This is the first in a series of short articles on Cultural Intelligence, also the title of a series of talks La Coalicion de Taos will sponsor every two weeks at the Martinez Hacienda. We launched this series with a movie, Far West, the Hidden History, now posted on our website.
La Coalicion plans to continue this series indefinitely, partly because they have been so well received, but mostly because the information abyss they are meant to fill is so huge. Which is why I encourage local non-profit leadership, art organizations, newcomers, real estate organizations but mostly just people who live here to watch Far West because it gives a context to our focus on Cultural Intelligence.
The film is beautiful, and its main message and the purpose of the Cultural Intelligence Evenings alike is to reveal the hidden history of Taos and the Southwest. Despite that we, the Hispanic people, are the majority population in Taos, we, our history, art, and stories are absent from local media, from museum collections, non-profit leadership, art organizations, civic events, and tourism literature in statistically overwhelming numbers. These evenings are meant to tell the story that even generational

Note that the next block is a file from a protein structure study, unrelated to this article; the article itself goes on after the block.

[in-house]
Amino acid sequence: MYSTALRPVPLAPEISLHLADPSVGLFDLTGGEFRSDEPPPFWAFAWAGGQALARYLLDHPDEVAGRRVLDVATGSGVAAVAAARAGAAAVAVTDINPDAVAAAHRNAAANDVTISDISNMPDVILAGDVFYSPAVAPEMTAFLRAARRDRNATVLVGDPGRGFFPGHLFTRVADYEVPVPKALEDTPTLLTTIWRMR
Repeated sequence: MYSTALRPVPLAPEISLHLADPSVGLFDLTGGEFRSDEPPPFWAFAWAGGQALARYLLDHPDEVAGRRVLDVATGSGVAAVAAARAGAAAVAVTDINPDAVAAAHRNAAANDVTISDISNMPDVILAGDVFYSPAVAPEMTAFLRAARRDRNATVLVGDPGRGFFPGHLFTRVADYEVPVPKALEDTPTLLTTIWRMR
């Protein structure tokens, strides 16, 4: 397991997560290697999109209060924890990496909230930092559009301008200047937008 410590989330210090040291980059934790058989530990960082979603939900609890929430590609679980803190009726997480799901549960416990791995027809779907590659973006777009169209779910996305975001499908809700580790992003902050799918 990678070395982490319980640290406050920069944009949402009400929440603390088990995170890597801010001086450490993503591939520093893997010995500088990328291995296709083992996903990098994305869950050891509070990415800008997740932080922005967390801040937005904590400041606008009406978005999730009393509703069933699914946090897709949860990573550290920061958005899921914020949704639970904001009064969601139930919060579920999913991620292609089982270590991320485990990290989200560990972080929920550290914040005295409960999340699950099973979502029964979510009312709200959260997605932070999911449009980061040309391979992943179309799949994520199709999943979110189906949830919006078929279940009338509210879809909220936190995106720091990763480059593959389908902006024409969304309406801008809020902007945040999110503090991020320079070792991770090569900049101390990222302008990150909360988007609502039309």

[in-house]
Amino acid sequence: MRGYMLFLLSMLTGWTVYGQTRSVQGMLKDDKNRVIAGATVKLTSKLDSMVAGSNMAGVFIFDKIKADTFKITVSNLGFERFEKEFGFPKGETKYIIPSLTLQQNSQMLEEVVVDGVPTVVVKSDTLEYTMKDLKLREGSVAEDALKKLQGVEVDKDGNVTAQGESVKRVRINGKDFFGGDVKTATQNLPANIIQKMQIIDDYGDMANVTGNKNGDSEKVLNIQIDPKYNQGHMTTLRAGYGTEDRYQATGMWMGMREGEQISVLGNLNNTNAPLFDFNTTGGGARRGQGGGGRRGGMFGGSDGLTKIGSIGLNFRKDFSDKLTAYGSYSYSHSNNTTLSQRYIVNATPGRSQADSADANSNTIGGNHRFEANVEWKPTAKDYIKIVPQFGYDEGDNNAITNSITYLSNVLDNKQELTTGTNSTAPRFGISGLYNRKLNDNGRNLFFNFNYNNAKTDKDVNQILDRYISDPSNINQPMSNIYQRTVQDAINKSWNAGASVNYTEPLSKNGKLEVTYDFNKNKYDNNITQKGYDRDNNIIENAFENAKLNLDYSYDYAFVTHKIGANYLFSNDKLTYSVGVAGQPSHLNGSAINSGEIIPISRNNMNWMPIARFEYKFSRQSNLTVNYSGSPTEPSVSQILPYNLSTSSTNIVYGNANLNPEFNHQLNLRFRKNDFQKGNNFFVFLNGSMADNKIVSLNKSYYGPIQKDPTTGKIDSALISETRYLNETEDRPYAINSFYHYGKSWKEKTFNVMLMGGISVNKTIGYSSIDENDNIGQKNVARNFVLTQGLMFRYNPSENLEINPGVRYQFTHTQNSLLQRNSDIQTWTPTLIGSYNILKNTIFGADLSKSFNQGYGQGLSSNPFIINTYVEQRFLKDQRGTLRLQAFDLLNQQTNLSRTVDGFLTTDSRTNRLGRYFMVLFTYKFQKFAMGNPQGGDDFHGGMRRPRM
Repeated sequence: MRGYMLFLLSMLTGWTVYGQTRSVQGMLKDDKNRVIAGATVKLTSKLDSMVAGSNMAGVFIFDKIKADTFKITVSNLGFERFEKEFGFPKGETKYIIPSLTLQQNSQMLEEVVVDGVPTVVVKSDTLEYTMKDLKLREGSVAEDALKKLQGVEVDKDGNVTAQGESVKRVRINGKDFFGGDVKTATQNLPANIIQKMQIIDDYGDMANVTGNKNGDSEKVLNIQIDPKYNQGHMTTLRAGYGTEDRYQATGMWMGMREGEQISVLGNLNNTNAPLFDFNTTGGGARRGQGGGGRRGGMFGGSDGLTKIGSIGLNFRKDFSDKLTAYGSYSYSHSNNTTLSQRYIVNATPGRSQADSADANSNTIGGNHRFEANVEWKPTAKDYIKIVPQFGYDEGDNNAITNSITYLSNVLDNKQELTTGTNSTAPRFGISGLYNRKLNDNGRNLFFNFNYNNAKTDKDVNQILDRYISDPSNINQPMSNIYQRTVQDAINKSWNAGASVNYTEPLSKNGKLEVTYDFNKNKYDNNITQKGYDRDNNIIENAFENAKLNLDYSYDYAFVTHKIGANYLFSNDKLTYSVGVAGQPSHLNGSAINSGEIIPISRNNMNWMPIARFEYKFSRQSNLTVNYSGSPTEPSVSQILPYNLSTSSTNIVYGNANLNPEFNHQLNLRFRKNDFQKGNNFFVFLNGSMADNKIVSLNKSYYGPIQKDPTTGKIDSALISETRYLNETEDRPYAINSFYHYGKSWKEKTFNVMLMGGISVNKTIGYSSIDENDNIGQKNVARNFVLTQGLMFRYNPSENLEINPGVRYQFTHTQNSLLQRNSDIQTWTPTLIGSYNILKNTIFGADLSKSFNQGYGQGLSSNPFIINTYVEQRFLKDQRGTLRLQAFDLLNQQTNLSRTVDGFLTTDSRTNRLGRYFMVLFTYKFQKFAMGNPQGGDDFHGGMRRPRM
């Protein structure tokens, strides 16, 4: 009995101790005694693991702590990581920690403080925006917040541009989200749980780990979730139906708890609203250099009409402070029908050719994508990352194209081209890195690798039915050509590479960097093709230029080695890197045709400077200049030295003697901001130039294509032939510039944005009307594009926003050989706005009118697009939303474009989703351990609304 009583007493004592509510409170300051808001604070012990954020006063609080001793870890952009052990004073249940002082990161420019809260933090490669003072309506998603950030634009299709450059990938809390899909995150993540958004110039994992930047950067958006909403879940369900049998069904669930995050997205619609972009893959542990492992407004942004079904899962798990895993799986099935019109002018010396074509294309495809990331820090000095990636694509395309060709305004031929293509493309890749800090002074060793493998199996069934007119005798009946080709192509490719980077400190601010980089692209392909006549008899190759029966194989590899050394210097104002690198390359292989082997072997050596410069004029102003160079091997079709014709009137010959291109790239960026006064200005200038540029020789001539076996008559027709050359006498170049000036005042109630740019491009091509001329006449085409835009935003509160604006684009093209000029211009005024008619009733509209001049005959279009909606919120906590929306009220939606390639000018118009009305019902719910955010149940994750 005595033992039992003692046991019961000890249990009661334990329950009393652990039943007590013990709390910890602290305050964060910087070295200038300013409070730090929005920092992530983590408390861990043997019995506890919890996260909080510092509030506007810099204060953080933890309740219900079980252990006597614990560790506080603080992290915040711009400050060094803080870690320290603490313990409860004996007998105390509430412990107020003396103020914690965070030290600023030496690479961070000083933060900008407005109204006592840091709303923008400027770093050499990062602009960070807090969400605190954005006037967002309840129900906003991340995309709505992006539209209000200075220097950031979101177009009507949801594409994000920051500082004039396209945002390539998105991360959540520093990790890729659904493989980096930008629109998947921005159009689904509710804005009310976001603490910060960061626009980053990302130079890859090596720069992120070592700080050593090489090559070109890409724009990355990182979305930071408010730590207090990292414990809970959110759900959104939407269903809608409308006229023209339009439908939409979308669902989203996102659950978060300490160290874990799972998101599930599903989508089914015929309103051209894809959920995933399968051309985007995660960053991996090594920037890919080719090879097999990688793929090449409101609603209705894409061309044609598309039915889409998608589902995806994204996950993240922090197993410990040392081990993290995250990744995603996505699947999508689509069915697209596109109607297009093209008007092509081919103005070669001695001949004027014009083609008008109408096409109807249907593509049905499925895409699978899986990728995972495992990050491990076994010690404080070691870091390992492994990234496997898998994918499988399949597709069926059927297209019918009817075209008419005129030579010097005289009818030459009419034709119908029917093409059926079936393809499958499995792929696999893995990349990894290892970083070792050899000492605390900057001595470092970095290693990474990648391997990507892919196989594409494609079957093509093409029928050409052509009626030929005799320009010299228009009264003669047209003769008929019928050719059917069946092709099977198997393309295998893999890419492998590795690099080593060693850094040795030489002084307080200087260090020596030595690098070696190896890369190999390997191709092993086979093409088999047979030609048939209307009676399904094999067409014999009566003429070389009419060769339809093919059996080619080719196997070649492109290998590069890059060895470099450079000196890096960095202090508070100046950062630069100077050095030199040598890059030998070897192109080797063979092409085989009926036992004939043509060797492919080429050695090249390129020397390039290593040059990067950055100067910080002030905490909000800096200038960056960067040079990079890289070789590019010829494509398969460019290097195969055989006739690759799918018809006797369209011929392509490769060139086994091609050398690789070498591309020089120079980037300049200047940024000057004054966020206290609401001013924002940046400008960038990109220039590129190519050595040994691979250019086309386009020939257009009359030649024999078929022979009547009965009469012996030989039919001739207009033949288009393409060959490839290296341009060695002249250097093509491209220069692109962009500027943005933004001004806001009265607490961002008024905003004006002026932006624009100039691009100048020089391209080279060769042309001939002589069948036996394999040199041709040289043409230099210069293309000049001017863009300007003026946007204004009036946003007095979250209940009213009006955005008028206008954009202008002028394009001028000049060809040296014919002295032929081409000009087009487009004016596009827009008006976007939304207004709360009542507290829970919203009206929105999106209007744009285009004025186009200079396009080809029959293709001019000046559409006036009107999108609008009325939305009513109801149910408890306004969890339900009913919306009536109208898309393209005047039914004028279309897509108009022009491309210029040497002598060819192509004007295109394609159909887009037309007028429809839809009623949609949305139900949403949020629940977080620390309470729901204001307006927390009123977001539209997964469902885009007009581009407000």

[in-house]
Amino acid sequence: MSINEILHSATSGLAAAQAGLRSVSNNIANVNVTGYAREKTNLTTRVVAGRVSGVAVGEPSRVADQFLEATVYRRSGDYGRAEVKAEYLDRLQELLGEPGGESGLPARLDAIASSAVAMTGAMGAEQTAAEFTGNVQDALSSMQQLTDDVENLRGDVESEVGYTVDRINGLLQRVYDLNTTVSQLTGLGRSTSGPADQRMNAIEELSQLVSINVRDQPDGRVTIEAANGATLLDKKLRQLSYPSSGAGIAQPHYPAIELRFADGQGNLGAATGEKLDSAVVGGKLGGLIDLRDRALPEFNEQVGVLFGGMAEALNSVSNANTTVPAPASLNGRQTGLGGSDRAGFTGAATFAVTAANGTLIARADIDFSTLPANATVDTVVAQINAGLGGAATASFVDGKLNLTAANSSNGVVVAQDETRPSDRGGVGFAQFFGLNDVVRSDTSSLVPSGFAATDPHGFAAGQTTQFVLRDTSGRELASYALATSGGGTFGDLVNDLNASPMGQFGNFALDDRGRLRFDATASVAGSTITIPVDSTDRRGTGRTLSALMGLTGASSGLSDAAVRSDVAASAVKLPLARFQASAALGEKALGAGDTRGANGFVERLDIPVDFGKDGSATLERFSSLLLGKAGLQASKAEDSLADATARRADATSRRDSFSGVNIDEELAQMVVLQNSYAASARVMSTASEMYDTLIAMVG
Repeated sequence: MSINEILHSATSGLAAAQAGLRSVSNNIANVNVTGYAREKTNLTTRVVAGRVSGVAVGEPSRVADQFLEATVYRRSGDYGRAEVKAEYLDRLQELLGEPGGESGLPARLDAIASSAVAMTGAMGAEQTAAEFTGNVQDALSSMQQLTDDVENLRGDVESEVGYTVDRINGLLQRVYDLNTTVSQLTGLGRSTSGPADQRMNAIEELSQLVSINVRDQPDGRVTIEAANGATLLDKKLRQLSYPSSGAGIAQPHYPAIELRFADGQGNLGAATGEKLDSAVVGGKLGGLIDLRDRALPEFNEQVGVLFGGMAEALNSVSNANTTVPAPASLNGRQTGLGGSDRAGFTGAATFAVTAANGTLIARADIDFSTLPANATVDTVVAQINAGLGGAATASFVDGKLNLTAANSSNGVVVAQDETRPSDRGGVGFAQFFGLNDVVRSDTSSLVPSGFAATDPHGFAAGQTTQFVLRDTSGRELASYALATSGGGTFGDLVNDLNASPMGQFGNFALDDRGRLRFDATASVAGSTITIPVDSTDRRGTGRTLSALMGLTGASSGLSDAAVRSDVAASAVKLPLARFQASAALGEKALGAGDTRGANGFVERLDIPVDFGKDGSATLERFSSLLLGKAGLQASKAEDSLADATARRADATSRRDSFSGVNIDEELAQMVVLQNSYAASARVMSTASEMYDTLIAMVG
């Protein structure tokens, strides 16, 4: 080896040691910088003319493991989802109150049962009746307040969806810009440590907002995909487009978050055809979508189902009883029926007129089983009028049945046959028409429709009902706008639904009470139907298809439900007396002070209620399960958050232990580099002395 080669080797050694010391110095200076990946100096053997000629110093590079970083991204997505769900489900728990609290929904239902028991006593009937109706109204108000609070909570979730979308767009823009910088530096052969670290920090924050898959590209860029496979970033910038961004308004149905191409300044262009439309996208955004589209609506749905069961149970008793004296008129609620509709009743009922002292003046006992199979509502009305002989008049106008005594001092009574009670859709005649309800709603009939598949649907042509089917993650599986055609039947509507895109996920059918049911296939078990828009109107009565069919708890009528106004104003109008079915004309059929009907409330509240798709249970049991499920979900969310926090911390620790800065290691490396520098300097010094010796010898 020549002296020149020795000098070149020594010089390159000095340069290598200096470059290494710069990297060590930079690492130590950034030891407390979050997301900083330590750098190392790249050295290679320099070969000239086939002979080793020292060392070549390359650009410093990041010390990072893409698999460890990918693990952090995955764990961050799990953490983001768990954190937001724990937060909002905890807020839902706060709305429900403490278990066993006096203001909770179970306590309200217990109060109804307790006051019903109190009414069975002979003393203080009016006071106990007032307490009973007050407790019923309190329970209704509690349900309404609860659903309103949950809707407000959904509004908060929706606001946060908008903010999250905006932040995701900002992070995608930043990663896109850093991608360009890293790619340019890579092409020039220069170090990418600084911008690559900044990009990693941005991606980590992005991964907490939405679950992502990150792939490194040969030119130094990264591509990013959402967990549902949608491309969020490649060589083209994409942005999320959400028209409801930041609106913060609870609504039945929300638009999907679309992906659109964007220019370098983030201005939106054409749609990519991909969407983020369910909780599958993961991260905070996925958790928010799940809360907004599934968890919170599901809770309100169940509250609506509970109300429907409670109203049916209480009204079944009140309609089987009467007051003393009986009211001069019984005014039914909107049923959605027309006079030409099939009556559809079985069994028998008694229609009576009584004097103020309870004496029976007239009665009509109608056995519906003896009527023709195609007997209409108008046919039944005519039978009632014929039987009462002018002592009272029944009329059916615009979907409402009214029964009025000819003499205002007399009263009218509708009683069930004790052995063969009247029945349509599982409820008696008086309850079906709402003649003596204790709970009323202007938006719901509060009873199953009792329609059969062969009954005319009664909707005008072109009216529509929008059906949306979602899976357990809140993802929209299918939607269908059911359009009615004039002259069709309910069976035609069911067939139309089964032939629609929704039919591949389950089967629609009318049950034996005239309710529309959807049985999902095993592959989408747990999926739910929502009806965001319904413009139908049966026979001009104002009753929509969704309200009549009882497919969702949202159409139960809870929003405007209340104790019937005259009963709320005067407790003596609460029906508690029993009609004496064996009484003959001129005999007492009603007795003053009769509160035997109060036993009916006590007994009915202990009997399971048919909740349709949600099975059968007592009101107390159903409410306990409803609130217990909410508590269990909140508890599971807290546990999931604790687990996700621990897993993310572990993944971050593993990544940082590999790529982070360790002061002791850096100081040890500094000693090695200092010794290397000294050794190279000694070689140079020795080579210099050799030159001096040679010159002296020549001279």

Taoseños haven’t heard, because it was not taught, it has been erased, impoverishing us all. So we have invited the brightest of scholars, the most compelling storytellers, our cherished elders, grassroots intellectuals, poets and historians to provide the community with the equivalent of a graduate-level course in Taos history.
This invisibility, by the way, is not harmless. It has consequences. Eligibility and worthiness for grant money, cultural and moral impoverishment on one side of the equation, but on the other side there’s a larger negative effect on the well-being of an entire community, impacting economic, social, physical and spiritual life.